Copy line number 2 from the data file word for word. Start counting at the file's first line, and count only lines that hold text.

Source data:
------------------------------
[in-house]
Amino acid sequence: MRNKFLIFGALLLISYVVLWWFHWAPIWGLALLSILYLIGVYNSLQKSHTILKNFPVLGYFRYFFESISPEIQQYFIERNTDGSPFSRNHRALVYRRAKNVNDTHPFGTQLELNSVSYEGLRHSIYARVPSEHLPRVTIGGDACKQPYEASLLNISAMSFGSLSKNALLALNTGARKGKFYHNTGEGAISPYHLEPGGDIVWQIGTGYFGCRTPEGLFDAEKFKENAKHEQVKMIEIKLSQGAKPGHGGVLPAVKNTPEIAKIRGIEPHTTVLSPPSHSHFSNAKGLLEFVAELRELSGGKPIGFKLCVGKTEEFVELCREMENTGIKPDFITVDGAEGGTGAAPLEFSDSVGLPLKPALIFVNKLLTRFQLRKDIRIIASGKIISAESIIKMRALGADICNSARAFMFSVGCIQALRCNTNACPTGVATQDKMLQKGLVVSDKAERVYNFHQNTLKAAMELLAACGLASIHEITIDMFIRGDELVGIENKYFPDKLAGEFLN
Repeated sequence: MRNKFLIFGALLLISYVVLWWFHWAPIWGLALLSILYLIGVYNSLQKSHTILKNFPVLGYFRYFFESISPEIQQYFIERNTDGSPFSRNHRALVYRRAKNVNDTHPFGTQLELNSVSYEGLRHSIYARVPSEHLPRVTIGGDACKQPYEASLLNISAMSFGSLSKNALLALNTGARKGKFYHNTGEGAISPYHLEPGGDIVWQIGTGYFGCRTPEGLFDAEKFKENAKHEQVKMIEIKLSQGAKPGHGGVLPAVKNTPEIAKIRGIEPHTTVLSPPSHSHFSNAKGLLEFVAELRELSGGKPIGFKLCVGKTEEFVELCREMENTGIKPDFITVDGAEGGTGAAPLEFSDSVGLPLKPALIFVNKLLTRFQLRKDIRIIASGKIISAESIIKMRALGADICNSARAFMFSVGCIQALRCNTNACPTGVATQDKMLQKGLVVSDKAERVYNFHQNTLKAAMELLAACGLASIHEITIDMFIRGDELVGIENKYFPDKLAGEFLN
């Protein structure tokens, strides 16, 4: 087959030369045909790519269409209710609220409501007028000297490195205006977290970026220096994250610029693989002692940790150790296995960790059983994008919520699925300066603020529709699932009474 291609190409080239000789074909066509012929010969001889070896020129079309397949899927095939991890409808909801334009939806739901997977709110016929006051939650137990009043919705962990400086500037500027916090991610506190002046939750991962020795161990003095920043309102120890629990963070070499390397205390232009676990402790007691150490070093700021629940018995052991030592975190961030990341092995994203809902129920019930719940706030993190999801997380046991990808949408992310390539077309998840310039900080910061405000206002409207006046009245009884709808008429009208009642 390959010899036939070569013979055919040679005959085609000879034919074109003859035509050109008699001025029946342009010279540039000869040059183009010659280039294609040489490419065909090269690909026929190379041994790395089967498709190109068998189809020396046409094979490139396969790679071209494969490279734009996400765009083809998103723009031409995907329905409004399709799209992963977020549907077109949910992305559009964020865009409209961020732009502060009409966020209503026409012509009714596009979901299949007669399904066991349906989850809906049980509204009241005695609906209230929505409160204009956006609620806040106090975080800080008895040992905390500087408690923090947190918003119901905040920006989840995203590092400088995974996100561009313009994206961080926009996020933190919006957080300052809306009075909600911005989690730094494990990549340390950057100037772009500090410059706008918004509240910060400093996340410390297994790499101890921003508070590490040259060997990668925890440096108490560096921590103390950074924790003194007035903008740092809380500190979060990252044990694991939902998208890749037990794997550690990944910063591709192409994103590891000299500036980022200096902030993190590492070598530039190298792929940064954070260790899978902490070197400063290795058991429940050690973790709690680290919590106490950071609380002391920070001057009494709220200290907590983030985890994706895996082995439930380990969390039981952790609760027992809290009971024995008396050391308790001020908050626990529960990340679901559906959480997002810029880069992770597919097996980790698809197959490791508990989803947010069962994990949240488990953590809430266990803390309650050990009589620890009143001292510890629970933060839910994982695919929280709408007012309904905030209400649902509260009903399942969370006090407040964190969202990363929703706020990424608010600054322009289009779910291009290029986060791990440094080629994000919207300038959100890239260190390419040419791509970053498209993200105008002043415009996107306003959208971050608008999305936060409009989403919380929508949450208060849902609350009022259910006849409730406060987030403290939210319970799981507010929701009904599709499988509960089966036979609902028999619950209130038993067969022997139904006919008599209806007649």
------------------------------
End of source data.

Amino acid sequence: MRNKFLIFGALLLISYVVLWWFHWAPIWGLALLSILYLIGVYNSLQKSHTILKNFPVLGYFRYFFESISPEIQQYFIERNTDGSPFSRNHRALVYRRAKNVNDTHPFGTQLELNSVSYEGLRHSIYARVPSEHLPRVTIGGDACKQPYEASLLNISAMSFGSLSKNALLALNTGARKGKFYHNTGEGAISPYHLEPGGDIVWQIGTGYFGCRTPEGLFDAEKFKENAKHEQVKMIEIKLSQGAKPGHGGVLPAVKNTPEIAKIRGIEPHTTVLSPPSHSHFSNAKGLLEFVAELRELSGGKPIGFKLCVGKTEEFVELCREMENTGIKPDFITVDGAEGGTGAAPLEFSDSVGLPLKPALIFVNKLLTRFQLRKDIRIIASGKIISAESIIKMRALGADICNSARAFMFSVGCIQALRCNTNACPTGVATQDKMLQKGLVVSDKAERVYNFHQNTLKAAMELLAACGLASIHEITIDMFIRGDELVGIENKYFPDKLAGEFLN